"We always go back to the tape - [Johnson's] tape from the beginning of this year, or even the end of last year, up through Senior Bowl, has improved every single day," Mayock said. "As the tape has gotten better, you can see the physical, freakish ability."

NFL teams looking for athletic lineman to play up-tempo have obviously caught on. There has been recent buzz that Johnson won't slip past the Detroit Lions, who pick after the Eagles at No. 5.

The Eagles spent a lot of time with Johnson during the offseason. Coach Chip Kelly met him at the combine. Offensive line coach Jeff Stoutland worked him out in Texas earlier this month. And Johnson visited the NovaCare Complex a little over a week ago.

His rise, in part, can be attributed to the fact that tackles Luke Joeckel and Eric Fisher are considered the top two overall prospects in the draft, and possibly the top two picks. If they go 1-2, tackle-hungry teams such as the Arizona Cardinals and Miami Dolphins could be enticed to trade up, possibly in a deal with the Eagles.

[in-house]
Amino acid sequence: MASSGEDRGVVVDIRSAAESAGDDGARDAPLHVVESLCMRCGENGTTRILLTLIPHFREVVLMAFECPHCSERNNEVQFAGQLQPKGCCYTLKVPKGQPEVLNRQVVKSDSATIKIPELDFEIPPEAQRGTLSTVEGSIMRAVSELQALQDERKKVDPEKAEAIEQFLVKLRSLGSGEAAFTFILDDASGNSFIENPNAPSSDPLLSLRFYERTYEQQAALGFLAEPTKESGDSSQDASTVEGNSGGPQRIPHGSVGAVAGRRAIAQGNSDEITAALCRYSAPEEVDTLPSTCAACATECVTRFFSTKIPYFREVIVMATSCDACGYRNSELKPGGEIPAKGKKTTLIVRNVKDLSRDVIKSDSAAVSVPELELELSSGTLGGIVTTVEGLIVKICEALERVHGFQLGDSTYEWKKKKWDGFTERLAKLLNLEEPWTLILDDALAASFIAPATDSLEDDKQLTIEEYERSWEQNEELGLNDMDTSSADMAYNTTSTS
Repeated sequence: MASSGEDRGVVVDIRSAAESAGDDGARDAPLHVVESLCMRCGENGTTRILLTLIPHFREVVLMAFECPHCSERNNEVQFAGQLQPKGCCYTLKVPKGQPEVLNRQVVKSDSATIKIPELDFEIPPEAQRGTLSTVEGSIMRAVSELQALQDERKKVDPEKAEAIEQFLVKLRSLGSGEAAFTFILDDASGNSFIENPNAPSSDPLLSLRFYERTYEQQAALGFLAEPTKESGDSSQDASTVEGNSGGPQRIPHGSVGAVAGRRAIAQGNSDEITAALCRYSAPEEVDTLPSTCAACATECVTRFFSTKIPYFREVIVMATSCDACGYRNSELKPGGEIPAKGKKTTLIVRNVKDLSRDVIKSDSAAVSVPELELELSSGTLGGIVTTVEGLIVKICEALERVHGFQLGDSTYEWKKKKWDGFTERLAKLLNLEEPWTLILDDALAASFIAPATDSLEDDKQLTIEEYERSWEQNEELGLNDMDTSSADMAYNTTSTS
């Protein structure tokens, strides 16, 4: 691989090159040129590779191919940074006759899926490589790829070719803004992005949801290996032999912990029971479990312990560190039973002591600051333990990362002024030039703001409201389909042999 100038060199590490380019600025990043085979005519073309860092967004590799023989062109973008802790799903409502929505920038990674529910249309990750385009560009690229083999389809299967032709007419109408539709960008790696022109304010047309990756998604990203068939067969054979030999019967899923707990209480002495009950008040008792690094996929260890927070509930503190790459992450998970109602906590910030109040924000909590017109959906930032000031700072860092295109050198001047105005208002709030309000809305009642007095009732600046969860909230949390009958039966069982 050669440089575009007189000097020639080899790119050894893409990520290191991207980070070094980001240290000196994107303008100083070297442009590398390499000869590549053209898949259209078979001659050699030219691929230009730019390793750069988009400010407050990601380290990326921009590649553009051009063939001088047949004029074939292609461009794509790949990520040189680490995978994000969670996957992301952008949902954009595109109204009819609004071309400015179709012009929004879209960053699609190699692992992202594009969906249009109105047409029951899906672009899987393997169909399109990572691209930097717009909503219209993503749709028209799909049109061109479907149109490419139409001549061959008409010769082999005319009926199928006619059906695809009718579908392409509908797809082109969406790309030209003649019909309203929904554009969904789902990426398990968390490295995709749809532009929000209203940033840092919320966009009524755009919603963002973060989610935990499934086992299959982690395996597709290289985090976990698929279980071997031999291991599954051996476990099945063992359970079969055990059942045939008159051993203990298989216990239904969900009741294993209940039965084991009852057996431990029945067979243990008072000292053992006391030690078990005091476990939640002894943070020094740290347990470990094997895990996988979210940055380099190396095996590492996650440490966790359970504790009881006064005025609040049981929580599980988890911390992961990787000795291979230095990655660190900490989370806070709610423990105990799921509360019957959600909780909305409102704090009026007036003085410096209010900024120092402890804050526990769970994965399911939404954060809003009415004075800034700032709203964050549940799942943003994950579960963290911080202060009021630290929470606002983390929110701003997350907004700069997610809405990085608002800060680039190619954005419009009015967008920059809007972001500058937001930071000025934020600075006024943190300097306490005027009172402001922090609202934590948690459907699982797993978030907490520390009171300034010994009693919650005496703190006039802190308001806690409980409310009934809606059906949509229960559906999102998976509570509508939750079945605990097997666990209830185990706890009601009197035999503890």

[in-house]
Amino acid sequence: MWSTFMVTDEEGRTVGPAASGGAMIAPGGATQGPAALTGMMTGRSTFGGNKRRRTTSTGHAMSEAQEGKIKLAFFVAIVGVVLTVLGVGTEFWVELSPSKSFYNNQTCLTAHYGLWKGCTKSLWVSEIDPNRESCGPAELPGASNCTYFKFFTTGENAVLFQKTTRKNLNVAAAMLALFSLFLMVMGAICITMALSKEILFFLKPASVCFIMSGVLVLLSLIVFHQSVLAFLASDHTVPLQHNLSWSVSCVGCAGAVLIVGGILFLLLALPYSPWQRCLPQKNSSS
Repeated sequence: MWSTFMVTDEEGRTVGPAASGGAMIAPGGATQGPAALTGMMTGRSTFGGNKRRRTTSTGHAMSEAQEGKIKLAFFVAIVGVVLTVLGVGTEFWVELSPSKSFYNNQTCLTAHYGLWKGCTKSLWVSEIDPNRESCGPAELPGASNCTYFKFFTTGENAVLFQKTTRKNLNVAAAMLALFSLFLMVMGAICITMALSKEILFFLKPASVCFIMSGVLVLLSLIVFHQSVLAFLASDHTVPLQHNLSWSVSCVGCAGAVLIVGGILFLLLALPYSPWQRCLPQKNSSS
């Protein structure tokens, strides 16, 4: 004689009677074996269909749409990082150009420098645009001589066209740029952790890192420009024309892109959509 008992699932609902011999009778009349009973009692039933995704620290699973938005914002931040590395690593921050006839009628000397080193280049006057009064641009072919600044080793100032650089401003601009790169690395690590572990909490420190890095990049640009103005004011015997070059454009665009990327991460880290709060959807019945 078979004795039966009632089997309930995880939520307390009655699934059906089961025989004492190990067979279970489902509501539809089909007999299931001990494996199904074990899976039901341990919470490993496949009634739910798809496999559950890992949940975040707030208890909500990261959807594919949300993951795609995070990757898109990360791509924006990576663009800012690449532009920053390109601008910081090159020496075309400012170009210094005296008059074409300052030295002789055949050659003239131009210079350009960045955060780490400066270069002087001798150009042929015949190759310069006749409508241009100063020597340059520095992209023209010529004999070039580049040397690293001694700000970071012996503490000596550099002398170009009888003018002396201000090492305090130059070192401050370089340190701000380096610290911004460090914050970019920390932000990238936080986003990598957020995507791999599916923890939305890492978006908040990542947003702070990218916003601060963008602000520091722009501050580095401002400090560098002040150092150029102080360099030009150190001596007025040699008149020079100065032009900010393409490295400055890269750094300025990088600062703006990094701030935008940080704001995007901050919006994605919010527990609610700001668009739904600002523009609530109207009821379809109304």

But it's going to take a slight leap of faith for the Eagles to take Johnson at No. 4. There could be some benefit to taking a lineman with such raw skill. Eagles left tackle Jason Peters, for instance, played tight end in college.

"Intelligence level is important. Background is important," Eagles general manager Howie Roseman said. "Where were they coming from before? Is it junior college? Is it against low-level competition? Is it a position that, kind of, transfers?"

Johnson was an all-state quarterback at Kilgore High in Groveton, Texas. He went to Kilgore junior college to play quarterback, but was eventually moved to tight end. Oklahoma recruited him, and after a redshirt season he played a little tight end and defensive end as a sophomore.